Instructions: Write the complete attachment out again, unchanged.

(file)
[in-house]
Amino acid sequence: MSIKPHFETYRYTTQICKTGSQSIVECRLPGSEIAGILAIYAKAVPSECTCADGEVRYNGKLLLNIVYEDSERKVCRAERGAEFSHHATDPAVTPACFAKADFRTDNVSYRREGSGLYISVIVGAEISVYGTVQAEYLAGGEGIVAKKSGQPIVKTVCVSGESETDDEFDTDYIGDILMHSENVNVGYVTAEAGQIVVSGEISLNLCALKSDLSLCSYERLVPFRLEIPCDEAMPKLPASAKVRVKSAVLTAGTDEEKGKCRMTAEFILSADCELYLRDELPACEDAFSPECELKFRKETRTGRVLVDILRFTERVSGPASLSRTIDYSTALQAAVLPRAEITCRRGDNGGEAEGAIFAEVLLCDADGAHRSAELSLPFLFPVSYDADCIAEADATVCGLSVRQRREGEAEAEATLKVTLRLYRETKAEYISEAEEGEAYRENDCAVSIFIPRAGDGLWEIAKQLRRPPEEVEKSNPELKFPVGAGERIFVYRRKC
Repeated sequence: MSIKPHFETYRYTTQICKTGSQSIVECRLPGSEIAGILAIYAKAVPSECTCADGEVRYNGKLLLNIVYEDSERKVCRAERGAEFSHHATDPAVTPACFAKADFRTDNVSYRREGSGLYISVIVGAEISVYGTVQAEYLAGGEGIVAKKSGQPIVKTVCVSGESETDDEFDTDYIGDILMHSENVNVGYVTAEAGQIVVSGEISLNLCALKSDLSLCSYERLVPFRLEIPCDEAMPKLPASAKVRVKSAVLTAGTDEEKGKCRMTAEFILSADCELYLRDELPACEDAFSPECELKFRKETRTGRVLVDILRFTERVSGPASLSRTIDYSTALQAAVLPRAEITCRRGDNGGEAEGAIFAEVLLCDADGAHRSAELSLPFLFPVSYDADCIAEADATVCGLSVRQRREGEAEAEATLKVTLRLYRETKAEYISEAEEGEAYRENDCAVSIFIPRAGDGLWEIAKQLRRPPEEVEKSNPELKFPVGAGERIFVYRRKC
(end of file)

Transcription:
[in-house]
Amino acid sequence: MSIKPHFETYRYTTQICKTGSQSIVECRLPGSEIAGILAIYAKAVPSECTCADGEVRYNGKLLLNIVYEDSERKVCRAERGAEFSHHATDPAVTPACFAKADFRTDNVSYRREGSGLYISVIVGAEISVYGTVQAEYLAGGEGIVAKKSGQPIVKTVCVSGESETDDEFDTDYIGDILMHSENVNVGYVTAEAGQIVVSGEISLNLCALKSDLSLCSYERLVPFRLEIPCDEAMPKLPASAKVRVKSAVLTAGTDEEKGKCRMTAEFILSADCELYLRDELPACEDAFSPECELKFRKETRTGRVLVDILRFTERVSGPASLSRTIDYSTALQAAVLPRAEITCRRGDNGGEAEGAIFAEVLLCDADGAHRSAELSLPFLFPVSYDADCIAEADATVCGLSVRQRREGEAEAEATLKVTLRLYRETKAEYISEAEEGEAYRENDCAVSIFIPRAGDGLWEIAKQLRRPPEEVEKSNPELKFPVGAGERIFVYRRKC
Repeated sequence: MSIKPHFETYRYTTQICKTGSQSIVECRLPGSEIAGILAIYAKAVPSECTCADGEVRYNGKLLLNIVYEDSERKVCRAERGAEFSHHATDPAVTPACFAKADFRTDNVSYRREGSGLYISVIVGAEISVYGTVQAEYLAGGEGIVAKKSGQPIVKTVCVSGESETDDEFDTDYIGDILMHSENVNVGYVTAEAGQIVVSGEISLNLCALKSDLSLCSYERLVPFRLEIPCDEAMPKLPASAKVRVKSAVLTAGTDEEKGKCRMTAEFILSADCELYLRDELPACEDAFSPECELKFRKETRTGRVLVDILRFTERVSGPASLSRTIDYSTALQAAVLPRAEITCRRGDNGGEAEGAIFAEVLLCDADGAHRSAELSLPFLFPVSYDADCIAEADATVCGLSVRQRREGEAEAEATLKVTLRLYRETKAEYISEAEEGEAYRENDCAVSIFIPRAGDGLWEIAKQLRRPPEEVEKSNPELKFPVGAGERIFVYRRKC